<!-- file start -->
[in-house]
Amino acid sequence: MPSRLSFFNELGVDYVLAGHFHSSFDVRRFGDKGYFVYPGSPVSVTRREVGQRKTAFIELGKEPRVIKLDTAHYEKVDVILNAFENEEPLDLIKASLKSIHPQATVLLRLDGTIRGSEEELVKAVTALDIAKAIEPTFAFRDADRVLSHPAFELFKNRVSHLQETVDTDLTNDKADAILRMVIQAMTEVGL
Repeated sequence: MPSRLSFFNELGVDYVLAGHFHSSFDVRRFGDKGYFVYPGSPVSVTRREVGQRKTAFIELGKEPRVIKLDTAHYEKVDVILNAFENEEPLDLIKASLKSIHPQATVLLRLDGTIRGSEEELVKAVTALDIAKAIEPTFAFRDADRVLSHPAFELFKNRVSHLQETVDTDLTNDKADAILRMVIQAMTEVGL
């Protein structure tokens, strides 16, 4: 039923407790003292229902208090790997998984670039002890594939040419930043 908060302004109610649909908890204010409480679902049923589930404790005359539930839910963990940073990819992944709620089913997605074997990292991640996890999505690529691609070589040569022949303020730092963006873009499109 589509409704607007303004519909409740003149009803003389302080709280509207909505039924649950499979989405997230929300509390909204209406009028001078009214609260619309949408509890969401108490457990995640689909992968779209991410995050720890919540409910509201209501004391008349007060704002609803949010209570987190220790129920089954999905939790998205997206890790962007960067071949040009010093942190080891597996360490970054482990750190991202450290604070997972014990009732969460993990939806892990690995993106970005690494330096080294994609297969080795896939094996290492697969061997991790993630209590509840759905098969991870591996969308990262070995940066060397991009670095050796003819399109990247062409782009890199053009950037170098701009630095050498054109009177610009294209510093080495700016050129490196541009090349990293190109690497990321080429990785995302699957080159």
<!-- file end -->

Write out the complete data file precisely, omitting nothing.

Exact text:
[in-house]
Amino acid sequence: MPSRLSFFNELGVDYVLAGHFHSSFDVRRFGDKGYFVYPGSPVSVTRREVGQRKTAFIELGKEPRVIKLDTAHYEKVDVILNAFENEEPLDLIKASLKSIHPQATVLLRLDGTIRGSEEELVKAVTALDIAKAIEPTFAFRDADRVLSHPAFELFKNRVSHLQETVDTDLTNDKADAILRMVIQAMTEVGL
Repeated sequence: MPSRLSFFNELGVDYVLAGHFHSSFDVRRFGDKGYFVYPGSPVSVTRREVGQRKTAFIELGKEPRVIKLDTAHYEKVDVILNAFENEEPLDLIKASLKSIHPQATVLLRLDGTIRGSEEELVKAVTALDIAKAIEPTFAFRDADRVLSHPAFELFKNRVSHLQETVDTDLTNDKADAILRMVIQAMTEVGL
């Protein structure tokens, strides 16, 4: 039923407790003292229902208090790997998984670039002890594939040419930043 908060302004109610649909908890204010409480679902049923589930404790005359539930839910963990940073990819992944709620089913997605074997990292991640996890999505690529691609070589040569022949303020730092963006873009499109 589509409704607007303004519909409740003149009803003389302080709280509207909505039924649950499979989405997230929300509390909204209406009028001078009214609260619309949408509890969401108490457990995640689909992968779209991410995050720890919540409910509201209501004391008349007060704002609803949010209570987190220790129920089954999905939790998205997206890790962007960067071949040009010093942190080891597996360490970054482990750190991202450290604070997972014990009732969460993990939806892990690995993106970005690494330096080294994609297969080795896939094996290492697969061997991790993630209590509840759905098969991870591996969308990262070995940066060397991009670095050796003819399109990247062409782009890199053009950037170098701009630095050498054109009177610009294209510093080495700016050129490196541009090349990293190109690497990321080429990785995302699957080159």